On Eureka Seven’s Design
April 15, 2010
So, I finally caved in and completed the romantic journey of Eureka Seven. What can I say about it that hasn’t already been said since it started airing five years ago? Not much probably, but I’ll just ramble on anyway.
It may be a fairly obvious observation, but coral reefs seem to be the motif that gives round and flat form to the natural landscape of Eureka Seven. They never look anything near as lush or pretty like coral reefs though, since they’re painted more as dry, barren wasteland, perhaps that was the intention. Global warming caused by men can lead to coral bleaching, just as poor treatment of Scub Coral will not help in producing Trapar waves. Here is an interesting interview with Dai Sato (scriptwriter), who wanted younger audience to take the show’s environmental message to heart.
Another intriguing thing mentioned by Sato above is that the story of Eureka Seven is intended to be a subtle allegory of Tibet, where atrocities like ethnic cleansing and child recruitment takes place. The ravaged ruins of Ciudades del Cielo in episode 9 for example almost reminds you of warn-torn state of Tibet.
Speaking of Tibet, it’s interesting to see how many aspects of Vodarac culture, such as their clothings, interior decorations, external facades of built environment, have subtle influences of Tibetan culture. I say subtle influences, because although I see elements here and there (like straight rows of punctuated windows, earthly materials) that may have been borrowed from Tibetan architecture, I don’t find any attempt at imitation, perhaps only at emulation of that earthly setting to reflect the teachings of Vodarac.
According to the traditional customs, when guests visit a Tibetan’s home, men are always seated on the first seat on the right (guest seat) and women on the first seat on the left (kitchen range…although I don’t see any kitchen in that picture). You could say I got a little into Tibetan culture after watching Eureka Seven ^^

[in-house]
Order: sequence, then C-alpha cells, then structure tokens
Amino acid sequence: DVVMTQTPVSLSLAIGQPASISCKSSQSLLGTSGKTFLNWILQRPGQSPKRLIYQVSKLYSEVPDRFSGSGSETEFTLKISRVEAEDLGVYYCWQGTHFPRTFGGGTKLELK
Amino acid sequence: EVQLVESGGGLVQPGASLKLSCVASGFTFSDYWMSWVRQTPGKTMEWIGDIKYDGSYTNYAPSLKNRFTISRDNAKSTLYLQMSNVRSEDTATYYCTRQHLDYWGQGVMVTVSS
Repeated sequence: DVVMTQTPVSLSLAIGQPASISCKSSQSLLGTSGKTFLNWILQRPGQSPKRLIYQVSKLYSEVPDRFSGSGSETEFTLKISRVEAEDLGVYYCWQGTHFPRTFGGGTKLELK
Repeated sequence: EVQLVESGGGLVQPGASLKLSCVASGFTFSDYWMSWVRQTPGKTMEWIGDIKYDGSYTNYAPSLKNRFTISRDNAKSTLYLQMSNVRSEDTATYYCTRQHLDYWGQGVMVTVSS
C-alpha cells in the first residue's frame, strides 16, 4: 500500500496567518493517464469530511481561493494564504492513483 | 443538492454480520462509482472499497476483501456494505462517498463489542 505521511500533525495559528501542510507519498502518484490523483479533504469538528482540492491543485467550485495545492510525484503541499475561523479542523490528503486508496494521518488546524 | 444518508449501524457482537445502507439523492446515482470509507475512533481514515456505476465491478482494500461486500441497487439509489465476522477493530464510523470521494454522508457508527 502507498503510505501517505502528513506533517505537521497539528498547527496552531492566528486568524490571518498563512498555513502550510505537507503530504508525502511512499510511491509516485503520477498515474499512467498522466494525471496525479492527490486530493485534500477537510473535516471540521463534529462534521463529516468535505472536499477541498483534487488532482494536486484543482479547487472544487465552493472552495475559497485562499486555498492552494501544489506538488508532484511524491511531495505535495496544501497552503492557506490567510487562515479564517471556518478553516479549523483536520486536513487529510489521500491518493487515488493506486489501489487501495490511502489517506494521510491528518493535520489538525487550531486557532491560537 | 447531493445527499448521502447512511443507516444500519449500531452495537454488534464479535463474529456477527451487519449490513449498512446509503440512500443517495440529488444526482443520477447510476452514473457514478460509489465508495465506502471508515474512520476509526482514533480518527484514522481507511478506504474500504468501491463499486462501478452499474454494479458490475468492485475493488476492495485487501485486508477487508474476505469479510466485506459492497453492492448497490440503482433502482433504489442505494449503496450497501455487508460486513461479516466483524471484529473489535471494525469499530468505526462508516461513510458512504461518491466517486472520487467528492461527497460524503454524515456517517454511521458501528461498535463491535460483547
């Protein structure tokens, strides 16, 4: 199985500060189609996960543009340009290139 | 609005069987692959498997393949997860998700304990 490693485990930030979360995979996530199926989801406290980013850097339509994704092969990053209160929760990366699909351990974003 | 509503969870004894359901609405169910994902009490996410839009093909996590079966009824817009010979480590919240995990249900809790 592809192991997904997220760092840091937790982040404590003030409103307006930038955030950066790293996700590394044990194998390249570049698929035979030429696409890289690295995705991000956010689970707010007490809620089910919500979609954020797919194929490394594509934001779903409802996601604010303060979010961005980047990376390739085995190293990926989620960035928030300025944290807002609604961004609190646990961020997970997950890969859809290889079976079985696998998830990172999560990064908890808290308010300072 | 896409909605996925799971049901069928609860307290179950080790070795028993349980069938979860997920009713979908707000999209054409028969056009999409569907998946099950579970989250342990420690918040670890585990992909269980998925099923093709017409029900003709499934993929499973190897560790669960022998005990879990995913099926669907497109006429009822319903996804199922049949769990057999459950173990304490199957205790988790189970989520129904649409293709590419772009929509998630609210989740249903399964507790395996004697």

Moving onto character designs, I have to say I really love their look in general. I like how most Gekko-state members fashion themselves in casual surfwear garments, such as Hap’s wetsuit-like shirt with a bastardised O’neill logo, it adds to their cool and laid-back attitude. Then you have characters like Ken-Goh and Dr. Bear with ridiculous head to body proportions just for the laughs. And Che Stoner is simply gold. Gidget’s heavy make-up is interesting, because there are subtle hints throughout the show that hints towards her loneliness and desire for attention. What I loved the most however, was the design of Eureka’s rugged hair and skin after her first ‘transformation’.
It’s a scar from her once failed attempt to run away from it all by trying to emerge with Scub Coral, after feeling rejected from humans, or more specifically, Renton. But it is now the mark of everything that makes her truly beautiful. When asked by Sakyua if Eureka wanted to erase her scars, she declines and retains it as a proof of her struggle, but also of her courageous victory over it. And what could be more amazing, more awesome, and more spell-binding than episode 26, when Eureka leaves by herself to search for Renton, and when they are finally re-united inside Nirvash. Eureka’s lifting was also so enchanting and exciting, I wished that there was no mechas in this show just so I could keep watching Eureka lift her board instead of piloting that boring piece of junk they call Nirvash (*ducks rotten tomatoes). The climax of this episode may well be one of the most electrifying moments in anime ever.
A quick final thoughts on the series. I want to break Eureka Seven as a whole in half, the first half and the second half. There is no definite ‘turning point’ that separates these two, but I have been progressively less impressed by the show as it went on. It’s a shame because I really loved first half despite its childish sensibilities (it’s a show aimed primarily at younger audience after all). Mysteries that I was dying to find out just kept on coming, direction was consistently superb, relationships were being developed so well and thoroughly (especially renton-eureka, renton-holland, holland-talho) and I was even treated to pleasantly surprising acid trips involving Renton and Anemone. Unfortunately somewhere in the ‘second half’, I started losing interest and often frustrated and annoyed, which I won’t go further into. It is still a great series in my eyes with plenty of memorable moments, and all time favourite of many many fans, so hopefully I didn’t discourage those who haven’t watched it yet, and if you did watch it, hopefully you enjoyed going over some pictures provided here.